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Stephen, Living Blind And Free In The Country


At the age of 33, Stephen was diagnosed with Primary Progressive Multiple Sclerosis. Now age 45, Steven is blind, uses a wheelchair and has 50% use of his left arm. Despite all of these challenges, Stephen was determined to stay in his home in the country. Stephen says that good design, technology, routine and practice, combined with motivation and courage are the key ingredients to his independence.

This is a photo of Stephen's house from the outside

Key Features:

2 bedrooms
Large living spaces
Country setting

Accessibility and Inclusion Features:

Accessible kitchen
Lowered light switches
Wheelchair accessible pathways
Custom accessible design


Country Life

Stephen awknowledges that life may be easier if he moved to the city, but he was a country person before his illness and he remains a country person after his illness. He says he doesn't think he'd cope with the sound of cars and sirens going down the street. Besides, he loves to play his music so loud that the whole house shakes. He most likely would not be able to get away with this in the city.

"My vision is gone, but my ears work fine," Stephen smiles. "Might as well make the most of this sense."

Routine Gives Freedom

For Stephen, routine is integral for independence. His routine starts the moment he wakes up. He spends about 10 minutes getting himself out of bed. He uses a pole that is mounted to the side of the bed frame for support to transfer into his wheelchair. His wheelchair has to be in the exact position, which he lines up the night before when getting into bed. A support worker makes the bed each day in a specific way so that the blankets will not get in the way when he gets in and out of bed.

He transfers in and out of bed independently with multiple safety measures in place. He wears a medical alert pendant around his neck. He has a voice activated mobile phone on his bedside table, and he has the house phone under his wheelchair. These safety measures give Stephen the confidence to keep transferring independently. He knows he can get assistance if something goes wrong.

The photos on this page are interactive. When you hover your mouse, or finger if using a touch screen, over the photos, points of interest will appear. Hover on these points to learn more about the specific accessibility features that help make this house great.

Having Pets

Guide Dogs SA recommended that Stephen get a lab because they make great companions and are easy to look after. Koby, Stephen's dog, has certainly lived up to this reputation. Koby loves to follow Stephen around thoughout the day, and often sits at his side. Stephen orders Koby's food through guide dogs SA, which makes it very easy to organise.

This is a photo of Stephen feeding his dog, Koby.

"The Support Worker Is Part Of My Independence"

A support worker is there for 2 1/2 hours in the morning. They make sure the coffee machine is full, they make Stephen's bed and they assist him with a bit of his personal care. They also set up his fridge so that he has a ready made lunch and all the ingredients ready for dinner, which he will cook later.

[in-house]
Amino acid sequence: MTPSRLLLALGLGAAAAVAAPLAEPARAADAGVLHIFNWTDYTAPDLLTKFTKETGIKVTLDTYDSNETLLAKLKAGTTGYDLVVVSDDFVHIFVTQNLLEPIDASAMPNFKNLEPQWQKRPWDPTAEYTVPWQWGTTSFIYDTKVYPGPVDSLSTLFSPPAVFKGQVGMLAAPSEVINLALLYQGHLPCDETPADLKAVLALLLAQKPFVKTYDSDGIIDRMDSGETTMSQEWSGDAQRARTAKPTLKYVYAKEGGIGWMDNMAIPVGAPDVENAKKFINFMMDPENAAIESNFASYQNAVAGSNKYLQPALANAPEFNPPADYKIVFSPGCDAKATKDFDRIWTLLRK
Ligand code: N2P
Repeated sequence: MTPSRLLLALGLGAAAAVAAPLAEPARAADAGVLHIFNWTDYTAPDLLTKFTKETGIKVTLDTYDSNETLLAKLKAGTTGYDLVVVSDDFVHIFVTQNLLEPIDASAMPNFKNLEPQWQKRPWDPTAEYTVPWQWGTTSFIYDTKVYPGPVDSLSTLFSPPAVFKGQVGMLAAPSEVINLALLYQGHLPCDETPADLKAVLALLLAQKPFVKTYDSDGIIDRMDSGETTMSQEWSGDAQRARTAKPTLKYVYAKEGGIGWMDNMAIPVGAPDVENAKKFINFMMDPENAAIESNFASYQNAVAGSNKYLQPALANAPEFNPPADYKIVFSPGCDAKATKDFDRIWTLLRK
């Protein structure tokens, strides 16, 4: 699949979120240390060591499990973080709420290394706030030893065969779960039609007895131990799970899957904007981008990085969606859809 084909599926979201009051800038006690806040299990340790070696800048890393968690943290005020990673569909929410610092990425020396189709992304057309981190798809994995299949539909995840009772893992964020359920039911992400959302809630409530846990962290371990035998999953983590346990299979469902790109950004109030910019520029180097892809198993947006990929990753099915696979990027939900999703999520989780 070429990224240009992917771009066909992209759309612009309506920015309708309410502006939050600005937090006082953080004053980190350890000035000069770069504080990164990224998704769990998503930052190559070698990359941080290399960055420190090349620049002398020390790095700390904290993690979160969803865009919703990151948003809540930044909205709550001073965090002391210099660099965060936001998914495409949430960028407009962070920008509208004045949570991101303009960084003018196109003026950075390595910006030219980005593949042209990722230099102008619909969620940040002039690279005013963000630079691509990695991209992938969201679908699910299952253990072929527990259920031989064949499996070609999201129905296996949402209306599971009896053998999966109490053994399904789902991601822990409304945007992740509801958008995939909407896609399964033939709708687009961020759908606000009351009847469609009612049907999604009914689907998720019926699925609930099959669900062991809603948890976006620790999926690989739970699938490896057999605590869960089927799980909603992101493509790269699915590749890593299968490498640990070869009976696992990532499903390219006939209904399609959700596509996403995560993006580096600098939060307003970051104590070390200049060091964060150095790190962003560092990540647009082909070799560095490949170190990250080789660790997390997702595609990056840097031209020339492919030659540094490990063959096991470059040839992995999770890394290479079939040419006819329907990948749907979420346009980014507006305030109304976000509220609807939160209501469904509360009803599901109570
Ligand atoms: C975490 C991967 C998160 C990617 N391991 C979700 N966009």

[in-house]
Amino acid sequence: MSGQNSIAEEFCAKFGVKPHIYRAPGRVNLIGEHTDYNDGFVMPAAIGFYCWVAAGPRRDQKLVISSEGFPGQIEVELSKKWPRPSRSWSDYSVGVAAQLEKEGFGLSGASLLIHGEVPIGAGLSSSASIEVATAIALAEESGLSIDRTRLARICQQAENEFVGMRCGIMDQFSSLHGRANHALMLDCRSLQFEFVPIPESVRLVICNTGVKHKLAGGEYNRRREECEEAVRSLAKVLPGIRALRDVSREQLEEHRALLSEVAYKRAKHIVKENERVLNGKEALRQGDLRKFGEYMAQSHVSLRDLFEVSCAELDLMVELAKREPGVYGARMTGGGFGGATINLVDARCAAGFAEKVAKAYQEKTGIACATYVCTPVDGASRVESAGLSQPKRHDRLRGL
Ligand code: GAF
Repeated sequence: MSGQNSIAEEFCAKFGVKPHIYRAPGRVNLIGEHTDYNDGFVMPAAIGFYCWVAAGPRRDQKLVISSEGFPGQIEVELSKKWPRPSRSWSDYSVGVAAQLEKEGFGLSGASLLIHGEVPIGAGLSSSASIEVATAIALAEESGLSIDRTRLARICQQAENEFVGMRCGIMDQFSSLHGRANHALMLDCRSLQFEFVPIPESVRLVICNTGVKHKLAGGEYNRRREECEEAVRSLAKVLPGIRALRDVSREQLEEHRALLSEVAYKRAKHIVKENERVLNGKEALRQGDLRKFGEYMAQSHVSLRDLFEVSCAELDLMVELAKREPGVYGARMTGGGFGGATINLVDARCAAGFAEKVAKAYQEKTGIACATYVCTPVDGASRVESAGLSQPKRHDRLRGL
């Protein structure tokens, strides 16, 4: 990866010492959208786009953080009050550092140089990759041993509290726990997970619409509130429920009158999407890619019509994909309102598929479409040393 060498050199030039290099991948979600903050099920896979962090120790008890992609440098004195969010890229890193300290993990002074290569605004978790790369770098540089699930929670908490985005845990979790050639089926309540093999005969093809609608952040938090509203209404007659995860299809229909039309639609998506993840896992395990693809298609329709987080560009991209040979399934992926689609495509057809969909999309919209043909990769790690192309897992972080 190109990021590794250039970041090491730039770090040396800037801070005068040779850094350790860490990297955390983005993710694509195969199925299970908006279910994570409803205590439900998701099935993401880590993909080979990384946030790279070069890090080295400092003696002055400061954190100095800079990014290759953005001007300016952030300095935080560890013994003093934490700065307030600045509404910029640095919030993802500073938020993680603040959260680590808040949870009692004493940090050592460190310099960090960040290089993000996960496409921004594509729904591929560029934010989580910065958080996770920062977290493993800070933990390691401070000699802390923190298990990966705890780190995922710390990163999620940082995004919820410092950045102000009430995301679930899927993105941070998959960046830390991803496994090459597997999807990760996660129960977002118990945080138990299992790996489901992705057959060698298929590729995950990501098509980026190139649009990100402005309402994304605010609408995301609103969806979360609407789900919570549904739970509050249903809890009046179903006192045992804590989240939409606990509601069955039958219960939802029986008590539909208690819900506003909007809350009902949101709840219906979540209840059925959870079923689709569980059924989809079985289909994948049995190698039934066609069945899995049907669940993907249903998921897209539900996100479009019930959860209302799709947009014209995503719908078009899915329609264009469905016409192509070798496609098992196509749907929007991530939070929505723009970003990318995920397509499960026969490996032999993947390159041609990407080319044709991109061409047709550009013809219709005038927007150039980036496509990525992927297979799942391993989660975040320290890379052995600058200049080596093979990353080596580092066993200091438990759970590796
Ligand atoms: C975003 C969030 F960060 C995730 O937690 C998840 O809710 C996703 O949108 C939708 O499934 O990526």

"The support worker is part of my independence," Stephen explains. "They set me up so that I can function the rest of the day without chaos."

Cooking by feel, Sound and Smell

A coffee machine, an optic grill, a microwave steamer and an air fryer make up Stephen's kitchen arsenal. Initially a support worker helped teach him how to use this equipment, but now Stephen steams his vegetables, grills his steak and air fries his fresh potato chips totally unassisted. The buttons on Stephen's kitchen hardware are raised with a tactile marking paint, which he purchased from the Royal Society of the Blind. This helps him locate and distinguish between the different buttons.

Feel, sound and smell are integral to cooking without vision. Stephen says he does occasionally burn himself, but that doesn't stop him from cooking. He enjoys the challenge and most importantly, he enjoys eating good, healthy, home-cooked meals.

"I Can Do Anything On A Computer That A Sighted Person Can Do"

Learning to use the computer blind was a big challenge, but it was totally worth pursuing. Stephen says the computer is his lifeline that connects him to the world.

"I can do anything on a computer that a sighted person can do," asserts Stephen. He regularly emails, surfs the web and chats with friends on facebook. The Royal Society for the Blind has been integral in this learning journey. They helped Stephen get set up and trained to use equipment substitution software that allows Stephen to use his computer by sound rather than sight.

This is a photo of Stephen at this computer

Custom Designed Accessible Pathway

Stephen's brother in law came up with the idea of putting small metal rails along a paved path leading between Stephen's house and his studio in the back yard. Stephen can tell whether he is on the path by the sensation and feel of the rails on his wheelchair. Before the rails were added, Stephen had to rely on someone to take him on the path. Now he is free to get outdoors by himself. Stephen hopes to one day be able to extend this path so he can go further.